Whatever its source, the internal coherence of moral progressivism explains the bitterness with which it responds to challenges. Critics of the new dispensation aren’t harmless dissenters. They are heretics whose denial of the truth threatens the possibility of a virtuous community.

In this respect, Eberstadt argues, the guardians of the sexual revolution can be understood as successors to the Puritans. Contrary to their reputation in some quarters as defenders of religious liberty, the Puritans were mostly interested in the freedom to do things their way. Error, concluded the divines of New England, had no rights. That is why they were so bitterly opposed to allowing members of other denominations to dwell among them.

When it came to Baptists and Catholics, this suspicion was not altogether irrational. But the Puritans’ fear of subversion did not stop with actual rivals. The logic of their theology turned them against adversaries that did not even exist. The witch trials were no aberration but a consequence of systematic intolerance.

Eberstadt contends that a similar logic is being turned against religious traditionalists today. The Moral Majority posed a plausible challenge to the sexual revolution. Today’s dissenters from the sexual revolution, by contrast, are symbolic sacrifices at the altar of progress. According to Eberstadt, “the notion that the religious counterculture” can enforce its vision of righteousness on a majority is “downright absurd.” In her judgment, it is because they have so little real influence that recalcitrant bakers or photographers have to be publicly shamed by progressives.

Eberstadt’s description of the bewildered faithful, caught up in rapid social change, is deeply affecting. She is an acute critic of the way some Christian institutions have distanced themselves from their own teachings at the expense of low-level employees, who didn’t get the memo about what’s now politically acceptable in time. Eberstadt also discusses shocking incidents in which the mere expression of religious beliefs has led to denial of educational and job opportunities. This is prejudice pure and simple. One hopes liberals and progressives will accept her call to reject it—particularly in institutions of higher learning whose leaders speak ceaselessly of their commitment to diversity.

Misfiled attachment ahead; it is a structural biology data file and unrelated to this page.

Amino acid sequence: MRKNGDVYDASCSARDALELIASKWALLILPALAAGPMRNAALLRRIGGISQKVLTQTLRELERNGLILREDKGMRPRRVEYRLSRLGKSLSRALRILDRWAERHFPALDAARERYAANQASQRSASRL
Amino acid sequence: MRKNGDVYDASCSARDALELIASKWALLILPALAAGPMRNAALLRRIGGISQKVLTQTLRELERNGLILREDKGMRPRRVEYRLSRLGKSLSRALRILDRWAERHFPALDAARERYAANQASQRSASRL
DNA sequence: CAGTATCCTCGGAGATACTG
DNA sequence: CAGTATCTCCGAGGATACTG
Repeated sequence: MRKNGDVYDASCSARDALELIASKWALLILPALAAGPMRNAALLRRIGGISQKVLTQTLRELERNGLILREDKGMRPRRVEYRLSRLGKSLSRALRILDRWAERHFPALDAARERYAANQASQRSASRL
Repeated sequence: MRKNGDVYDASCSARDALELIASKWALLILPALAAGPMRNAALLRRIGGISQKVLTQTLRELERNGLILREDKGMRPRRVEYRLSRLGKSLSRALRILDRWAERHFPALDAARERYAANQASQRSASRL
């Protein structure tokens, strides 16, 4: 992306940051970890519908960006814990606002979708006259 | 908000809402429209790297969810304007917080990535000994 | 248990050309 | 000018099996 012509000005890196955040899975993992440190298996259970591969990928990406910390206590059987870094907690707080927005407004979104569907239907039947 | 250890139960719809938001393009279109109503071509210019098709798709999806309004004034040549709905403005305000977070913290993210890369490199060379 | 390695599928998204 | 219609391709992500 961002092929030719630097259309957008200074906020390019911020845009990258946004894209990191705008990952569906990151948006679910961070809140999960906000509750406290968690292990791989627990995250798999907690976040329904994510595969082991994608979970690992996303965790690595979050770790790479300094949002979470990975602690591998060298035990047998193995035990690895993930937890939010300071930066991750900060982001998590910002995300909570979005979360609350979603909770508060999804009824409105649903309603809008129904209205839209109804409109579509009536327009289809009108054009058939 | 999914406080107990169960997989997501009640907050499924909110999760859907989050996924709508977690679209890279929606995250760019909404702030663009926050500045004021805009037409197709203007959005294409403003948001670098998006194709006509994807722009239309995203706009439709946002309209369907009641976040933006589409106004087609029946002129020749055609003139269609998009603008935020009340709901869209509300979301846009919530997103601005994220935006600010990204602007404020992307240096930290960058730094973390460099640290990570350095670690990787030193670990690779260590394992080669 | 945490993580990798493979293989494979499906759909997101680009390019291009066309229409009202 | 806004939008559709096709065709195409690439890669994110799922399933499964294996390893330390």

Yet many of the cases Eberstadt discusses are more complicated than the Manichean struggle she depicts. More than attacks on unpopular ideas, they are disputes about the discharge of political office or participation in government programs.

Take the hapless Kim Davis, who refused to issue marriage licenses to same-sex couples in Rowan County, Ky. What provoked Davis’s more thoughtful critics was not the refusal in itself. Instead, it was her expectation that she could reject the Supreme Court’s decision in Obergefell v. Hodges while keeping her job. This was not the conventional understanding of conscientious objection that allows believers to avoid otherwise compulsory duties—most prominently, military service. Instead, it looked like an attempt by a sworn public servant to have it both ways by choosing which responsibilities of her office she was willing to discharge.

After several months of wrangling, the state of Kentucky reached a compromise that removes county clerks’ names from the marriage licenses they issue. This seems a reasonable policy that protects the rights and dignity of all involved. It was necessary, however, because the connection between traditional religious belief and civil authority is not as dead as Eberstadt suggests.